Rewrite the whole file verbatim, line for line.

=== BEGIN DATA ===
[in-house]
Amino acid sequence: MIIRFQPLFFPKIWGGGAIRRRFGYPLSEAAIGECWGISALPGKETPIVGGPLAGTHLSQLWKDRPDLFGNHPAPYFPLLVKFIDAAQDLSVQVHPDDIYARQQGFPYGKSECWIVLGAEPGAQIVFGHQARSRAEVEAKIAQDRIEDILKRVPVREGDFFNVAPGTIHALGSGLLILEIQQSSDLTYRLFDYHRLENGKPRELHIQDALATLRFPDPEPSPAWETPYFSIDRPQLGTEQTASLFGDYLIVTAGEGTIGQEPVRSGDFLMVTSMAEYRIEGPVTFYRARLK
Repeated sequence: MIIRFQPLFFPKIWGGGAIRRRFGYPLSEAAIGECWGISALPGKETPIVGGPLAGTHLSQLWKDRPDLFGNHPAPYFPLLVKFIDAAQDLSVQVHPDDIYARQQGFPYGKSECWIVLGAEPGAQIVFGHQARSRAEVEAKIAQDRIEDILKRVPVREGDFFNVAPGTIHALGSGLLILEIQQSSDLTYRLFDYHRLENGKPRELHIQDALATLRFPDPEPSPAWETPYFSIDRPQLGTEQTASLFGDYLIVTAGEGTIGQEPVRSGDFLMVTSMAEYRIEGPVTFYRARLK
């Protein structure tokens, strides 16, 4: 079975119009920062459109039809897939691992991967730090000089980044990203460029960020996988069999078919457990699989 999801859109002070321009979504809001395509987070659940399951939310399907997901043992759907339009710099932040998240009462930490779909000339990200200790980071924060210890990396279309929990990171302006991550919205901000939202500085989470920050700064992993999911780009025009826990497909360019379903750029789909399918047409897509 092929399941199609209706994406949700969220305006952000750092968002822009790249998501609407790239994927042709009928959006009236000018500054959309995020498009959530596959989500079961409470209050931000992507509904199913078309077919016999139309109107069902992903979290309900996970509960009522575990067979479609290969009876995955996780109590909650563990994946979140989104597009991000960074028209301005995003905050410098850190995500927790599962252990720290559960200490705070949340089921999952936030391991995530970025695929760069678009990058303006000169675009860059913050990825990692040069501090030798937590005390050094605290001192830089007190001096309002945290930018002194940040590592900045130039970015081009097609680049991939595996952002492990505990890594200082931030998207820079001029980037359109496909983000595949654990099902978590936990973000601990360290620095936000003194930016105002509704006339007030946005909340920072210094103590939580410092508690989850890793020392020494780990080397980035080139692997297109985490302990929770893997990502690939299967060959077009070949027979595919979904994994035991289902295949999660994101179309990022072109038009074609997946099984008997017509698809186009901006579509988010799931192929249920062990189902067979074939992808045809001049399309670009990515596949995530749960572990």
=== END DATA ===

[in-house]
Amino acid sequence: MIIRFQPLFFPKIWGGGAIRRRFGYPLSEAAIGECWGISALPGKETPIVGGPLAGTHLSQLWKDRPDLFGNHPAPYFPLLVKFIDAAQDLSVQVHPDDIYARQQGFPYGKSECWIVLGAEPGAQIVFGHQARSRAEVEAKIAQDRIEDILKRVPVREGDFFNVAPGTIHALGSGLLILEIQQSSDLTYRLFDYHRLENGKPRELHIQDALATLRFPDPEPSPAWETPYFSIDRPQLGTEQTASLFGDYLIVTAGEGTIGQEPVRSGDFLMVTSMAEYRIEGPVTFYRARLK
Repeated sequence: MIIRFQPLFFPKIWGGGAIRRRFGYPLSEAAIGECWGISALPGKETPIVGGPLAGTHLSQLWKDRPDLFGNHPAPYFPLLVKFIDAAQDLSVQVHPDDIYARQQGFPYGKSECWIVLGAEPGAQIVFGHQARSRAEVEAKIAQDRIEDILKRVPVREGDFFNVAPGTIHALGSGLLILEIQQSSDLTYRLFDYHRLENGKPRELHIQDALATLRFPDPEPSPAWETPYFSIDRPQLGTEQTASLFGDYLIVTAGEGTIGQEPVRSGDFLMVTSMAEYRIEGPVTFYRARLK
């Protein structure tokens, strides 16, 4: 079975119009920062459109039809897939691992991967730090000089980044990203460029960020996988069999078919457990699989 999801859109002070321009979504809001395509987070659940399951939310399907997901043992759907339009710099932040998240009462930490779909000339990200200790980071924060210890990396279309929990990171302006991550919205901000939202500085989470920050700064992993999911780009025009826990497909360019379903750029789909399918047409897509 092929399941199609209706994406949700969220305006952000750092968002822009790249998501609407790239994927042709009928959006009236000018500054959309995020498009959530596959989500079961409470209050931000992507509904199913078309077919016999139309109107069902992903979290309900996970509960009522575990067979479609290969009876995955996780109590909650563990994946979140989104597009991000960074028209301005995003905050410098850190995500927790599962252990720290559960200490705070949340089921999952936030391991995530970025695929760069678009990058303006000169675009860059913050990825990692040069501090030798937590005390050094605290001192830089007190001096309002945290930018002194940040590592900045130039970015081009097609680049991939595996952002492990505990890594200082931030998207820079001029980037359109496909983000595949654990099902978590936990973000601990360290620095936000003194930016105002509704006339007030946005909340920072210094103590939580410092508690989850890793020392020494780990080397980035080139692997297109985490302990929770893997990502690939299967060959077009070949027979595919979904994994035991289902295949999660994101179309990022072109038009074609997946099984008997017509698809186009901006579509988010799931192929249920062990189902067979074939992808045809001049399309670009990515596949995530749960572990």